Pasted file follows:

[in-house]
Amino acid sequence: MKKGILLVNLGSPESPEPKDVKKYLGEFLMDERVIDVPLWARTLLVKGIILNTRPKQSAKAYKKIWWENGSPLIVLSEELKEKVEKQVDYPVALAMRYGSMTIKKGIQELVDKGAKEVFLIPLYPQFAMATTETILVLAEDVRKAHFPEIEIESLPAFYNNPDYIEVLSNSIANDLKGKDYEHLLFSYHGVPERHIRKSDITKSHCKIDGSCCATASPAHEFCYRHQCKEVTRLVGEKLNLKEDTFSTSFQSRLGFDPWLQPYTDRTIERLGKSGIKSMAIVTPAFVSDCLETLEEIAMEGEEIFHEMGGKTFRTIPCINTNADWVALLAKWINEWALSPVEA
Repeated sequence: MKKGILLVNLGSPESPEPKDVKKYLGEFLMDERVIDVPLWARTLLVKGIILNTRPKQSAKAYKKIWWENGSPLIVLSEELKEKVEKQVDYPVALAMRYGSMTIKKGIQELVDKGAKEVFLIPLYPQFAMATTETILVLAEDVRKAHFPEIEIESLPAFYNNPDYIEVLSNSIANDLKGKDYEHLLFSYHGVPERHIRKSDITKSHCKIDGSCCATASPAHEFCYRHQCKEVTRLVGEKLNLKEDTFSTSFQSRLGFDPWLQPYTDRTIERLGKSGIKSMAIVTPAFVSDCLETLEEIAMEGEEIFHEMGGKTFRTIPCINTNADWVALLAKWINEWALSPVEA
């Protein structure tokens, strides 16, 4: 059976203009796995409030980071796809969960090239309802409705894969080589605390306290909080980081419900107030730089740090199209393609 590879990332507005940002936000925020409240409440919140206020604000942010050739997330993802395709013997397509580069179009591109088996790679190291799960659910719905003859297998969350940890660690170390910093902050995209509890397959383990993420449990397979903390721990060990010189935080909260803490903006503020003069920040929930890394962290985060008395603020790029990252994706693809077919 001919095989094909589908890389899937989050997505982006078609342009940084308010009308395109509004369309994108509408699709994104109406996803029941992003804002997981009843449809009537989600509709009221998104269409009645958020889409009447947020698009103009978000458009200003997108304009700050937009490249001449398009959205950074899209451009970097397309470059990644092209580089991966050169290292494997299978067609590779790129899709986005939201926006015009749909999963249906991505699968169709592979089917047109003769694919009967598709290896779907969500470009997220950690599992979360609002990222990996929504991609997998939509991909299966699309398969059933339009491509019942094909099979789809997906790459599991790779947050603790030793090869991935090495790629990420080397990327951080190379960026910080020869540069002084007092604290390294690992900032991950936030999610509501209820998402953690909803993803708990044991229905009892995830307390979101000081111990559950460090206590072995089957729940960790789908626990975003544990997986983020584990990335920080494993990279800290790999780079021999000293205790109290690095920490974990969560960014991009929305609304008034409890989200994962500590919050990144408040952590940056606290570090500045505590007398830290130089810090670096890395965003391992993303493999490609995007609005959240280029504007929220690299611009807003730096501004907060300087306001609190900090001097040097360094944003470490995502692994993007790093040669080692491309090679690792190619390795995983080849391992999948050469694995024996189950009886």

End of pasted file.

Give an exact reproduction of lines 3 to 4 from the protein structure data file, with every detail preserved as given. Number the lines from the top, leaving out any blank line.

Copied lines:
Repeated sequence: MKKGILLVNLGSPESPEPKDVKKYLGEFLMDERVIDVPLWARTLLVKGIILNTRPKQSAKAYKKIWWENGSPLIVLSEELKEKVEKQVDYPVALAMRYGSMTIKKGIQELVDKGAKEVFLIPLYPQFAMATTETILVLAEDVRKAHFPEIEIESLPAFYNNPDYIEVLSNSIANDLKGKDYEHLLFSYHGVPERHIRKSDITKSHCKIDGSCCATASPAHEFCYRHQCKEVTRLVGEKLNLKEDTFSTSFQSRLGFDPWLQPYTDRTIERLGKSGIKSMAIVTPAFVSDCLETLEEIAMEGEEIFHEMGGKTFRTIPCINTNADWVALLAKWINEWALSPVEA
């Protein structure tokens, strides 16, 4: 059976203009796995409030980071796809969960090239309802409705894969080589605390306290909080980081419900107030730089740090199209393609 590879990332507005940002936000925020409240409440919140206020604000942010050739997330993802395709013997397509580069179009591109088996790679190291799960659910719905003859297998969350940890660690170390910093902050995209509890397959383990993420449990397979903390721990060990010189935080909260803490903006503020003069920040929930890394962290985060008395603020790029990252994706693809077919 001919095989094909589908890389899937989050997505982006078609342009940084308010009308395109509004369309994108509408699709994104109406996803029941992003804002997981009843449809009537989600509709009221998104269409009645958020889409009447947020698009103009978000458009200003997108304009700050937009490249001449398009959205950074899209451009970097397309470059990644092209580089991966050169290292494997299978067609590779790129899709986005939201926006015009749909999963249906991505699968169709592979089917047109003769694919009967598709290896779907969500470009997220950690599992979360609002990222990996929504991609997998939509991909299966699309398969059933339009491509019942094909099979789809997906790459599991790779947050603790030793090869991935090495790629990420080397990327951080190379960026910080020869540069002084007092604290390294690992900032991950936030999610509501209820998402953690909803993803708990044991229905009892995830307390979101000081111990559950460090206590072995089957729940960790789908626990975003544990997986983020584990990335920080494993990279800290790999780079021999000293205790109290690095920490974990969560960014991009929305609304008034409890989200994962500590919050990144408040952590940056606290570090500045505590007398830290130089810090670096890395965003391992993303493999490609995007609005959240280029504007929220690299611009807003730096501004907060300087306001609190900090001097040097360094944003470490995502692994993007790093040669080692491309090679690792190619390795995983080849391992999948050469694995024996189950009886």